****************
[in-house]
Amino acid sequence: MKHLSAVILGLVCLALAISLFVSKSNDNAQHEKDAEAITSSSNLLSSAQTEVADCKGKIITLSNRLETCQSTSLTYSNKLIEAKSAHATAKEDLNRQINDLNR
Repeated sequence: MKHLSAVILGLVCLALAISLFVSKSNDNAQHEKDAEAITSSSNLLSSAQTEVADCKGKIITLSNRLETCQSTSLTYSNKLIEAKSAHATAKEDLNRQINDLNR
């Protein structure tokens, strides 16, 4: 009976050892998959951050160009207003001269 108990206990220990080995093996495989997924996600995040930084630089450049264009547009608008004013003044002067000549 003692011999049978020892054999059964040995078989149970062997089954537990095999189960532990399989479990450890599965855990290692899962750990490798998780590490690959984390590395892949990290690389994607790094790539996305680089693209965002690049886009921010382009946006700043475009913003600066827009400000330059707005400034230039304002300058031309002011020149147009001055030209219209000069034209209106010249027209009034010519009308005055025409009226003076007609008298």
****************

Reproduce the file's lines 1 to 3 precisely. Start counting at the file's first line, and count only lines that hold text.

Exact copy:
[in-house]
Amino acid sequence: MKHLSAVILGLVCLALAISLFVSKSNDNAQHEKDAEAITSSSNLLSSAQTEVADCKGKIITLSNRLETCQSTSLTYSNKLIEAKSAHATAKEDLNRQINDLNR
Repeated sequence: MKHLSAVILGLVCLALAISLFVSKSNDNAQHEKDAEAITSSSNLLSSAQTEVADCKGKIITLSNRLETCQSTSLTYSNKLIEAKSAHATAKEDLNRQINDLNR